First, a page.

The Kausfiles blog at Slate notices Obama’s Secretary of Education breaking with the pack (sorta) on vouchers:
WASHINGTON (AP) - Education Secretary Arne Duncan said Wednesday that poor children getting vouchers to attend private schools in the District of Columbia should be allowed to stay there, putting the Obama administration at odds with Democrats trying to end the program.
Duncan opposes vouchers, he said in an interview with The Associated Press. But he said Washington is a special case, and kids already in private schools on the public dime should be allowed to continue.
“I don’t think it makes sense to take kids out of a school where they’re happy and safe and satisfied and learning,” Duncan told said. “I think those kids need to stay in their school.”
When I think of the potential for future inflation from the combined current actions of the Treasury and Federal Reserve, I need a little comic relief.
With the economy tanking globally, it looks like one government program is creating job growth in Mexico:
MEXICO CITY — One of Mexico’s biggest drug cartels has launched a brazen recruiting campaign, putting up fliers and banners promising good pay, free cars and better food to army soldiers who join the cartel’s elite band of hit men.
“We don’t feed you Maruchan soups,” said one banner in the border city of Nuevo Laredo, referring to a brand of ramen noodles.
The recruiting by the Gulf Cartel reflects how Mexico’s fight against traffickers increasingly resembles a real war, nearly 17 months after President Felipe Calderón ordered the army into drug hot spots.
Barack Obama has been president for a little over a month and innocent people are still getting killed by coalition efforts in Afghanistan. Is it possible that Obama could become as unpopular in the Muslim world as George W. Bush?
Yes, it’s possible. I expect though that the different tone of the Obama Administration will keep him above the Bush unpopularity low though even if the Obama policies are just as upsetting. Obama will at least give lip-service to things that concern the Muslim people of the region and that will be more than Bush did.
That doesn’t mean he won’t be very unpopular though…it just means he will be seen as “better than Bush” by the locals. And who knows? He might do quite a bit better. We’ll see.
I was catching up on the blogs that I follow and came across a link to a research paper on naked capitalism. The paper is entitled “The Financial Crisis and the Systemic Failure of Academic Economics” , co-authored by Colander, Hass, Juselius, Lux, Follmer, Goldberg, Kirman and Sloth.
First off, I have to agree with the fact that most all models used in practice to assess risk, hedge portfolios, and understand the economy are dangerous. They are dangerous in the sense that the models are built on assumptions which may hold true most of the time, but fail to be true all of the time. In fact, this has been a contributing factor to some of the systemic risk which has crippled the financial and economic system.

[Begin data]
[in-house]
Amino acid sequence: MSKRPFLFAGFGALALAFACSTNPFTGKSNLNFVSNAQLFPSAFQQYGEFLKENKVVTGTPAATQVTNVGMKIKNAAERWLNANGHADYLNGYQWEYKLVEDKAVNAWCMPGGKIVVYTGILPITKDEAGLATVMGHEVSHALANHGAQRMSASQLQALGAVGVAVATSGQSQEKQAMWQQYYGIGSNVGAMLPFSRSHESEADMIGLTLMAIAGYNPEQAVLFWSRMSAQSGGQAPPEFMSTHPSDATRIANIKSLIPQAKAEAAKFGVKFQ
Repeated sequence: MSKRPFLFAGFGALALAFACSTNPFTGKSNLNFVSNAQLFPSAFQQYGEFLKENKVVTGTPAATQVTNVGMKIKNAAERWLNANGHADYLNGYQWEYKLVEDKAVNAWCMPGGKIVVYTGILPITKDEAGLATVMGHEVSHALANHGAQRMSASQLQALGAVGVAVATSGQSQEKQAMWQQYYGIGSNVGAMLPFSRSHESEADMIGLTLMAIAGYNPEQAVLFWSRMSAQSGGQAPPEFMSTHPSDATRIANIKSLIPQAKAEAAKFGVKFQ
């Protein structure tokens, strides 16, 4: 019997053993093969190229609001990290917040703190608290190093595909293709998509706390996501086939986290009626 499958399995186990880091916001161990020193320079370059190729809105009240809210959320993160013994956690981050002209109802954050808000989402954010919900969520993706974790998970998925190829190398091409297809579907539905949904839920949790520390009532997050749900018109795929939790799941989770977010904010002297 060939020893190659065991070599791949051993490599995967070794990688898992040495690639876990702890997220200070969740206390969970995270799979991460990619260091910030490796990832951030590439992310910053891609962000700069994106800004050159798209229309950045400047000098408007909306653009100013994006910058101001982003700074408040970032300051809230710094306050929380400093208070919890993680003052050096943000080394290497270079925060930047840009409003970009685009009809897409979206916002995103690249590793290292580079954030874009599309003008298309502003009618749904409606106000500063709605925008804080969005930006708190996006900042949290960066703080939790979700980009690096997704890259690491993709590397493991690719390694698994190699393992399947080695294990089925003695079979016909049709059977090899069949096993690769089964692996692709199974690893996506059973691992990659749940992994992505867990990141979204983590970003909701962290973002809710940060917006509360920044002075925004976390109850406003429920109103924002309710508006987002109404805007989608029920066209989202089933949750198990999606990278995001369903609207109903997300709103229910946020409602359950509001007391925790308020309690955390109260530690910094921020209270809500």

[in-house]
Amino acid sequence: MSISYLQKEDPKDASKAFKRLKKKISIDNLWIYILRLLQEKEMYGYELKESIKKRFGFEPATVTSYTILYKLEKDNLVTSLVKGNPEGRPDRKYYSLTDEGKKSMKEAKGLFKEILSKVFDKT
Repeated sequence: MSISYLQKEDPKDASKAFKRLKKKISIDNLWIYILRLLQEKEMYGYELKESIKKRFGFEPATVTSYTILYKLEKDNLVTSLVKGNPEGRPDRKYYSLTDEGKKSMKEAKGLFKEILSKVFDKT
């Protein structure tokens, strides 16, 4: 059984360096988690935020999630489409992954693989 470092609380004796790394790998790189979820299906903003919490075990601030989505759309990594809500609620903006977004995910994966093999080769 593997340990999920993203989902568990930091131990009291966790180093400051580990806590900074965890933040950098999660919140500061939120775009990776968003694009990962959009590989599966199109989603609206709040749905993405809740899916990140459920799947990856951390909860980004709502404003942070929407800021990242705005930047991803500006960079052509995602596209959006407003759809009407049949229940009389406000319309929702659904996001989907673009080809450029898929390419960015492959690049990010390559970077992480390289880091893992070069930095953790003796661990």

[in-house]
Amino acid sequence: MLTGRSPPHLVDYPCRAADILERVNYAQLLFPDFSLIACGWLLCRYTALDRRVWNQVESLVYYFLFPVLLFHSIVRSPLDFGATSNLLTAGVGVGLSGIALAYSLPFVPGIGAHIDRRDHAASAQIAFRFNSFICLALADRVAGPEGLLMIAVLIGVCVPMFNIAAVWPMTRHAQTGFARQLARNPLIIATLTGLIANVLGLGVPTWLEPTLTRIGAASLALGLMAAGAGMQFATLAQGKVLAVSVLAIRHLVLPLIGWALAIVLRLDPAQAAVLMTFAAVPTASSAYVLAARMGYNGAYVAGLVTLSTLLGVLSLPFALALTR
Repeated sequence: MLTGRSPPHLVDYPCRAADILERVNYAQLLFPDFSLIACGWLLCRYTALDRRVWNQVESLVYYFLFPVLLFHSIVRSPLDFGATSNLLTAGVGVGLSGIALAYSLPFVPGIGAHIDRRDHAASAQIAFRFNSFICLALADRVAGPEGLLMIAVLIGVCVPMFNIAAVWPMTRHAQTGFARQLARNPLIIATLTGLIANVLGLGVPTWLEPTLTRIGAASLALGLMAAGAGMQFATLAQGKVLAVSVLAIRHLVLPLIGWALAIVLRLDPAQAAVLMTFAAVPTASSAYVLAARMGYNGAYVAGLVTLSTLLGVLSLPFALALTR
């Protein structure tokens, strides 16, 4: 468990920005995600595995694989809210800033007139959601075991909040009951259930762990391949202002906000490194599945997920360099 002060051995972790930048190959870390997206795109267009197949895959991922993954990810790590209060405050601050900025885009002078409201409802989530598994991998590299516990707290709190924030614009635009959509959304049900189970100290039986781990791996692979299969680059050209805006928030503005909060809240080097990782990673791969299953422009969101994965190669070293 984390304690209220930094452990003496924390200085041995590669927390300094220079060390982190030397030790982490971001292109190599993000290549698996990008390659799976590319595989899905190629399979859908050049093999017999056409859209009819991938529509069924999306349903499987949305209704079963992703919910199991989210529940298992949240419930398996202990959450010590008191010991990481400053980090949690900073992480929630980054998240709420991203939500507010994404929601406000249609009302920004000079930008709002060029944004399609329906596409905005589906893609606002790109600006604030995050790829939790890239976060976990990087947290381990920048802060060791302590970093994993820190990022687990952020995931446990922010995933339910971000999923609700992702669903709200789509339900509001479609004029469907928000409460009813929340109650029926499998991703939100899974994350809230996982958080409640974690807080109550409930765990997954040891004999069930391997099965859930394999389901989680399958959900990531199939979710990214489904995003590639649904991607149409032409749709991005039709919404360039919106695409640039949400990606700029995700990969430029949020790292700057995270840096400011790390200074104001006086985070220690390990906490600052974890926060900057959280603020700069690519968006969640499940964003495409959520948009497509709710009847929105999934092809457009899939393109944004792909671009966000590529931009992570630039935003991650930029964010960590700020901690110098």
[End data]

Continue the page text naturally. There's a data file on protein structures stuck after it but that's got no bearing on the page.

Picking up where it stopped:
However, I can’t agree with a statement like this:
Though appointed by Republican Florida Governor, Jeb Bush, and continued his employment under Republican, Governor Charlie Crist, Craig Fugate, Florida’s top emergency manager has been named by Obama as his choice for FEMA director.
In October 2001, Fugate was appointed the Director of the Florida Division of Emergency Management by Gov. Bush. After the events of 9/11, the division was tasked with the role of managing the Federal Homeland Security funding and developing Florida’s Domestic Security Strategy with the Florida Department of Law Enforcement. The program has since been recognized as a model for other states.
George Packer elaborates in the New Yorker about the parallels between today’s Republican Party and the Democratic Socialists during the 1980s:
Whom do you trust?
It’s an open question that I’ve been pondering for the past several weeks. The markets have been asking this question, as well — despite billions of additional borrowed money to bail out Citibank and protect AIG’s trading partners, we keep sliding to new lows as debt deflation continues.
Our Treasury Secretary, Turbo Tax Tim Geithner, sat in front of the Ways and Means Committee Tuesday to assure our representatives that his actions, and Obama’s budget proposal, are absolutely necessary to restore our economy. His favorite quote when confronted by pointed questions or painful anecdotes from our current crisis was, “That’s exactly why we need to…” [bail out AIG/increase the TARP/create the TALF/embrace a budget that forecasts a $1.75 trillion deficit].
We all know that one of the major causes of the current economic situation is the decline of home values and the subsequent turmoil this reigns upon the financial system. I’m not going to quote any numbers here or research. If you want to read more details, then go read this.
Taxes were very high, but no real revenue was coming in. That’s because the system of taxes at that time was an early form of income tax that centered on the government taking a large percentage of a farmer’s crops.
So Ching Ti did something bold and innovative: he cut taxes.
Overnight, taxes went from over 50% down to about 3%. Farmers, who had fled to the hills to escape draconian tax rates, now came home and began farming again. To make a long story short, Ching Ti’s greatest problem while governing was trying to keep all the grain in his barns from spoiling.
It seems that ancient Chinese history is good for more than just cutesy script on a fortune cookie.